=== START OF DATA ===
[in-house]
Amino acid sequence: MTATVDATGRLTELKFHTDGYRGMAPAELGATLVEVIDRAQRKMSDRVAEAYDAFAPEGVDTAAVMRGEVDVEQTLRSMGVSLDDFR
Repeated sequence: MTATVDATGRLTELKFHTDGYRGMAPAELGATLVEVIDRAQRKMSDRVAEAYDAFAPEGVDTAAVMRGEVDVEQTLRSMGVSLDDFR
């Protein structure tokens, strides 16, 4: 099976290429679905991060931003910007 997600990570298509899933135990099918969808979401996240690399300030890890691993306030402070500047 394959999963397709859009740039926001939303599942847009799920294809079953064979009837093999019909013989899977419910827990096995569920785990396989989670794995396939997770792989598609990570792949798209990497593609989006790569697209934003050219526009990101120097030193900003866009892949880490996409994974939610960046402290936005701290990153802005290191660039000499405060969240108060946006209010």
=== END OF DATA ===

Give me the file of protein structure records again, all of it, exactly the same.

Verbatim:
[in-house]
Amino acid sequence: MTATVDATGRLTELKFHTDGYRGMAPAELGATLVEVIDRAQRKMSDRVAEAYDAFAPEGVDTAAVMRGEVDVEQTLRSMGVSLDDFR
Repeated sequence: MTATVDATGRLTELKFHTDGYRGMAPAELGATLVEVIDRAQRKMSDRVAEAYDAFAPEGVDTAAVMRGEVDVEQTLRSMGVSLDDFR
């Protein structure tokens, strides 16, 4: 099976290429679905991060931003910007 997600990570298509899933135990099918969808979401996240690399300030890890691993306030402070500047 394959999963397709859009740039926001939303599942847009799920294809079953064979009837093999019909013989899977419910827990096995569920785990396989989670794995396939997770792989598609990570792949798209990497593609989006790569697209934003050219526009990101120097030193900003866009892949880490996409994974939610960046402290936005701290990153802005290191660039000499405060969240108060946006209010």